(assumed tropical:) A small number of men, separated, or scattered, or dispersed. (Ṣ.)
[Also, perhaps as pl. of لَاقِطٌ, like as أَصْحَابٌ is pl. of صَاحِبٌ,] (tropical:) The refuse, or lowest, or basest, or meanest sort, of mankind, or of people; (Ḳ, * TA;) as also لُقَّاطٌ [which is doubtless a pl. of لَاقِطٌ, like as سُقَّاطٍ is of سَاقِطٌ, and مُقَّاطٌ of مَاقِطٌ]. (IAạr, in TA, art. خشر.)

مَلْقَطٌ

[A place where a thing is picked up:] a place where a thing is sought, or to be sought: a mine: (TA:) [pl. مَلاقِطُ.]
أَصْبَحَتْ مَرَاعِينَا مَلَاقِطَ مِنَ الجَدْبِ Our places of pasturage became dried up, and destitute of herbage, by reason of the drought. (Aṣ.)

مِلْقَطٌ

A thing with which, (Ḳ,) or in which, (Jm,) one picks up, or takes up, from the ground: (Jm, Ḳ;) as also مِلْقَاطٌ. (TA.)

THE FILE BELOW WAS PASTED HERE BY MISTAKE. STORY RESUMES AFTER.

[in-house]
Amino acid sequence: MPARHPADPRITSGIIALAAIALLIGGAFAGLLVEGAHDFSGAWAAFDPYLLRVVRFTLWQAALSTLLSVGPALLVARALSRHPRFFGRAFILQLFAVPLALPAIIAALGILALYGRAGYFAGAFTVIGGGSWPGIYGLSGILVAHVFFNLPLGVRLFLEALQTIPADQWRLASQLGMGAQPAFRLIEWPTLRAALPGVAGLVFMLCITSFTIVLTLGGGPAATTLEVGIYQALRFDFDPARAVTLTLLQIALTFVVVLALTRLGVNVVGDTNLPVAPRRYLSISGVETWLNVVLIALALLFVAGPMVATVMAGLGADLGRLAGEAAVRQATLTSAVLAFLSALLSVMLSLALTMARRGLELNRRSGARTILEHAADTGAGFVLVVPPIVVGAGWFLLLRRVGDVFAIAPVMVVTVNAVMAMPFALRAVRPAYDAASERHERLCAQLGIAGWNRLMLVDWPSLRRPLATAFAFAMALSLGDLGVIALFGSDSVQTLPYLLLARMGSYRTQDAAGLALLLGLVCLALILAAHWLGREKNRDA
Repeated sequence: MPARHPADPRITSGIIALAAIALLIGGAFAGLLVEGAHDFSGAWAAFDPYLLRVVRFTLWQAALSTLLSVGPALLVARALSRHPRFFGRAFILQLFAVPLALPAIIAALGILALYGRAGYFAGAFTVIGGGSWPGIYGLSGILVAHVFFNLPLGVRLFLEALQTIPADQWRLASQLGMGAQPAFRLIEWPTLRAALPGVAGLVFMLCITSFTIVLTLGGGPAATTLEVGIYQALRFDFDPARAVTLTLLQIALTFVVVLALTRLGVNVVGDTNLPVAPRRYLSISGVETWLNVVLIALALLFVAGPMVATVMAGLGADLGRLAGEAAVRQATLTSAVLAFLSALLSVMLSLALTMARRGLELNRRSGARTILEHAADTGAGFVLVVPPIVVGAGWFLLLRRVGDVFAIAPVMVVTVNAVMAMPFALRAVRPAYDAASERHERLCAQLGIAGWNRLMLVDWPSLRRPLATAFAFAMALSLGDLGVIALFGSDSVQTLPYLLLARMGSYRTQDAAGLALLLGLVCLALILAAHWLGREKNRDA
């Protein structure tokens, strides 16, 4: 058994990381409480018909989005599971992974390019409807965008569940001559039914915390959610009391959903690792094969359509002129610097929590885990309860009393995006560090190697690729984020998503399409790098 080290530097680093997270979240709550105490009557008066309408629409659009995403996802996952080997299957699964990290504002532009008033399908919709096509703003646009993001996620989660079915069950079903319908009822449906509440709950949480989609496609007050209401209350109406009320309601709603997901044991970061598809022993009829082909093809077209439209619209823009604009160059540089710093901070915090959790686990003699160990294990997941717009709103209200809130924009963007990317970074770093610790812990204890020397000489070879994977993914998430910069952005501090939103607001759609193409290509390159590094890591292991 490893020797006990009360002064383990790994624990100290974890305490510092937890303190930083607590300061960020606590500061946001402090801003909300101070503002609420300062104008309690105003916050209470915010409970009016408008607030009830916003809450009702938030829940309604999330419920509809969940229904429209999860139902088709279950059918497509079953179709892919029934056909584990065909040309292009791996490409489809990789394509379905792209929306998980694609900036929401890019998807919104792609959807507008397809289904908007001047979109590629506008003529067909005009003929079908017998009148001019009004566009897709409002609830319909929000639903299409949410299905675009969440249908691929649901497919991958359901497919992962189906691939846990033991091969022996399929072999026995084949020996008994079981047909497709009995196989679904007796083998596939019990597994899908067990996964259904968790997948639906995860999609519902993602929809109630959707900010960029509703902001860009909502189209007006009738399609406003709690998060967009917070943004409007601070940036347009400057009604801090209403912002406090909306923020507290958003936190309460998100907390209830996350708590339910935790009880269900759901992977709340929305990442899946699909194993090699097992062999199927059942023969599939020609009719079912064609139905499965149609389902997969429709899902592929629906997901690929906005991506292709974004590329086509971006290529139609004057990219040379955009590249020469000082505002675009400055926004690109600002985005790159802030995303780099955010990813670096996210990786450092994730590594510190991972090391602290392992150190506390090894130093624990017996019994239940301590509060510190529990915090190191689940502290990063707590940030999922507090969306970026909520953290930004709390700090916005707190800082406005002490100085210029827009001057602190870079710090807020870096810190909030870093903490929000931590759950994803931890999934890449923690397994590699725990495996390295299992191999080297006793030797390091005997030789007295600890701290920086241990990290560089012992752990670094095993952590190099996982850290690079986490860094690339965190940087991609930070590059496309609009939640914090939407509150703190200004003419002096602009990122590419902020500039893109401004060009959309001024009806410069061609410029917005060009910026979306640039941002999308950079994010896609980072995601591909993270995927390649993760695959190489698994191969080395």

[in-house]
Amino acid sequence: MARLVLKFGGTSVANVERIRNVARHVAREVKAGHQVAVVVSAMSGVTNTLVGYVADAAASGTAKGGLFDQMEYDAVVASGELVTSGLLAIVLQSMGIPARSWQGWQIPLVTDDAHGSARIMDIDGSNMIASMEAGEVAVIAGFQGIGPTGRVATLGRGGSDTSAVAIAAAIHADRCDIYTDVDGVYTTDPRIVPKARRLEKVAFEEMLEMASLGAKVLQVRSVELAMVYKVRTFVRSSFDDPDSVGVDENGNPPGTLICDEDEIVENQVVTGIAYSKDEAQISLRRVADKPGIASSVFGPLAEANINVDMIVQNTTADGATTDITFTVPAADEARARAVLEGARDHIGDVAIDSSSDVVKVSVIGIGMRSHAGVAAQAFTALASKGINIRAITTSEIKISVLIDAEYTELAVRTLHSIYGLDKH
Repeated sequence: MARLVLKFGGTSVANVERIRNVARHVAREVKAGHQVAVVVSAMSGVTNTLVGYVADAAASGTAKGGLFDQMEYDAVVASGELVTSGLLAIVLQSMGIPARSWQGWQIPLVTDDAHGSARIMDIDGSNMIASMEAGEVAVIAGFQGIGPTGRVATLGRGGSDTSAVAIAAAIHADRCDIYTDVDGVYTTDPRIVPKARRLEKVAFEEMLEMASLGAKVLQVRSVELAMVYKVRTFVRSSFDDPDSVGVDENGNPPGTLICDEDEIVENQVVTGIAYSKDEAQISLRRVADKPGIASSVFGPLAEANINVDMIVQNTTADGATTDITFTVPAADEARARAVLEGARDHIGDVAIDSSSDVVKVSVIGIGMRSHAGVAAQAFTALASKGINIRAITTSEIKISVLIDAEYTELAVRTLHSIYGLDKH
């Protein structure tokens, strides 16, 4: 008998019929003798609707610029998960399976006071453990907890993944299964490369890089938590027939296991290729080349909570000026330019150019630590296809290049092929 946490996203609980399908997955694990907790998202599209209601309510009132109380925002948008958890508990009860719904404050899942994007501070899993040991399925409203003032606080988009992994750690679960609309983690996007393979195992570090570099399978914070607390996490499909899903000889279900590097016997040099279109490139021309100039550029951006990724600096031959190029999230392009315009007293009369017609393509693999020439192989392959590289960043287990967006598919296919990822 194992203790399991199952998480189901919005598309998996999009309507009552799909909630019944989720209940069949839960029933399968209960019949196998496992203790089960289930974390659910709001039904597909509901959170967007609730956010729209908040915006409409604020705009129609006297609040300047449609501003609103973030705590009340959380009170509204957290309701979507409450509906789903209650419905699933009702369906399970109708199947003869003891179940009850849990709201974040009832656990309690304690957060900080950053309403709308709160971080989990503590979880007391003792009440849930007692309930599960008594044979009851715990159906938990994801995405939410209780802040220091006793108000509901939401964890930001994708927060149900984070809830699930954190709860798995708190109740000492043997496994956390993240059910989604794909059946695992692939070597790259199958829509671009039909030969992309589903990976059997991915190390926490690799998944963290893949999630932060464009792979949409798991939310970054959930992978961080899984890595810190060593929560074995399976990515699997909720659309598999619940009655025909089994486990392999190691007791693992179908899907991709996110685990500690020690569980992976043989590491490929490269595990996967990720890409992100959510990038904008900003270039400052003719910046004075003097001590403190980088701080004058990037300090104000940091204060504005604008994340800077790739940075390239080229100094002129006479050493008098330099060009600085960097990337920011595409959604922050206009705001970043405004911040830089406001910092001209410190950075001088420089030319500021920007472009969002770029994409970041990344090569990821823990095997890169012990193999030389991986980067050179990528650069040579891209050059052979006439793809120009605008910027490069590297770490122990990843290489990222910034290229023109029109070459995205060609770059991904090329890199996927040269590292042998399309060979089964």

مِلْقَاطٌ

: see مِلْقَطٌ.
The [instrument called] مِنْقَاش, (Ḳ, TA,) with which hair is plucked up. (TA.)

مَلْقُوطٌ

: see لَقِيطٌ, in two places. IAth explains مَالٌ مَلْقُوطٌ as signifying property found. (TA.)

مُلْتَقَطٌ

: see لَقَطٌ, last sentence but two.
Also, applied to a thing, i. q. سَاقِطٌ (assumed tropical:) [Vile, mean, or paltry]. (TA.)